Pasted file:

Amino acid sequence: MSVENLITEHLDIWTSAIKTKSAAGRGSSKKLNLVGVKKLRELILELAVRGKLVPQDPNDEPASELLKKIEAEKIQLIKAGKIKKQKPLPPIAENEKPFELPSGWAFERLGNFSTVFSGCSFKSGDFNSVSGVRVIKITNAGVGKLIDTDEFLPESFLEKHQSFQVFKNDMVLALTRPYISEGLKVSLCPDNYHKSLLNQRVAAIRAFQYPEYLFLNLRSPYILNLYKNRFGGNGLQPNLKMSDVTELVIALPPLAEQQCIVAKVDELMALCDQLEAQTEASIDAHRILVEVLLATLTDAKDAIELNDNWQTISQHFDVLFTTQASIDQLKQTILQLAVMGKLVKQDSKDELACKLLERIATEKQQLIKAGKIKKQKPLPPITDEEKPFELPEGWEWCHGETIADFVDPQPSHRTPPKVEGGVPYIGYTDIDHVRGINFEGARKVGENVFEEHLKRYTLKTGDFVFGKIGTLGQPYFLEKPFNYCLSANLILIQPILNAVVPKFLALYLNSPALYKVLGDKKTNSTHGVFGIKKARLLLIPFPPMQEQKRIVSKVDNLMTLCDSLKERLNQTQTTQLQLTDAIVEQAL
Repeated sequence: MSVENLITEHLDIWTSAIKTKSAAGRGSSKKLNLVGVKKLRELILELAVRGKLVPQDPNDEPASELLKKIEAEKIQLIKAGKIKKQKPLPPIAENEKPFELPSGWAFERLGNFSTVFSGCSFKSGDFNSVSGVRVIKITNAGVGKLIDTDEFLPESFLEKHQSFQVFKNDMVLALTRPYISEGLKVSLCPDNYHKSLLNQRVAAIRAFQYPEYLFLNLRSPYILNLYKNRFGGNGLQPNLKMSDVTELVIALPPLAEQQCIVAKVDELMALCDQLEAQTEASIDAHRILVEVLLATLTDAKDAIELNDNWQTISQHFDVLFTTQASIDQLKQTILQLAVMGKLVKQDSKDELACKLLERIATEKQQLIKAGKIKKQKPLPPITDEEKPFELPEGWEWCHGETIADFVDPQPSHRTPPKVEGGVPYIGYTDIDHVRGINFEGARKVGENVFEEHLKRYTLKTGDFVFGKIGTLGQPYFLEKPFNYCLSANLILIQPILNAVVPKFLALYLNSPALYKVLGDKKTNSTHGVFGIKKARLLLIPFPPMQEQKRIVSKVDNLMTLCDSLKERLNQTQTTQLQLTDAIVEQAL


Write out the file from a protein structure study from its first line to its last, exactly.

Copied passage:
Amino acid sequence: MSVENLITEHLDIWTSAIKTKSAAGRGSSKKLNLVGVKKLRELILELAVRGKLVPQDPNDEPASELLKKIEAEKIQLIKAGKIKKQKPLPPIAENEKPFELPSGWAFERLGNFSTVFSGCSFKSGDFNSVSGVRVIKITNAGVGKLIDTDEFLPESFLEKHQSFQVFKNDMVLALTRPYISEGLKVSLCPDNYHKSLLNQRVAAIRAFQYPEYLFLNLRSPYILNLYKNRFGGNGLQPNLKMSDVTELVIALPPLAEQQCIVAKVDELMALCDQLEAQTEASIDAHRILVEVLLATLTDAKDAIELNDNWQTISQHFDVLFTTQASIDQLKQTILQLAVMGKLVKQDSKDELACKLLERIATEKQQLIKAGKIKKQKPLPPITDEEKPFELPEGWEWCHGETIADFVDPQPSHRTPPKVEGGVPYIGYTDIDHVRGINFEGARKVGENVFEEHLKRYTLKTGDFVFGKIGTLGQPYFLEKPFNYCLSANLILIQPILNAVVPKFLALYLNSPALYKVLGDKKTNSTHGVFGIKKARLLLIPFPPMQEQKRIVSKVDNLMTLCDSLKERLNQTQTTQLQLTDAIVEQAL
Repeated sequence: MSVENLITEHLDIWTSAIKTKSAAGRGSSKKLNLVGVKKLRELILELAVRGKLVPQDPNDEPASELLKKIEAEKIQLIKAGKIKKQKPLPPIAENEKPFELPSGWAFERLGNFSTVFSGCSFKSGDFNSVSGVRVIKITNAGVGKLIDTDEFLPESFLEKHQSFQVFKNDMVLALTRPYISEGLKVSLCPDNYHKSLLNQRVAAIRAFQYPEYLFLNLRSPYILNLYKNRFGGNGLQPNLKMSDVTELVIALPPLAEQQCIVAKVDELMALCDQLEAQTEASIDAHRILVEVLLATLTDAKDAIELNDNWQTISQHFDVLFTTQASIDQLKQTILQLAVMGKLVKQDSKDELACKLLERIATEKQQLIKAGKIKKQKPLPPITDEEKPFELPEGWEWCHGETIADFVDPQPSHRTPPKVEGGVPYIGYTDIDHVRGINFEGARKVGENVFEEHLKRYTLKTGDFVFGKIGTLGQPYFLEKPFNYCLSANLILIQPILNAVVPKFLALYLNSPALYKVLGDKKTNSTHGVFGIKKARLLLIPFPPMQEQKRIVSKVDNLMTLCDSLKERLNQTQTTQLQLTDAIVEQAL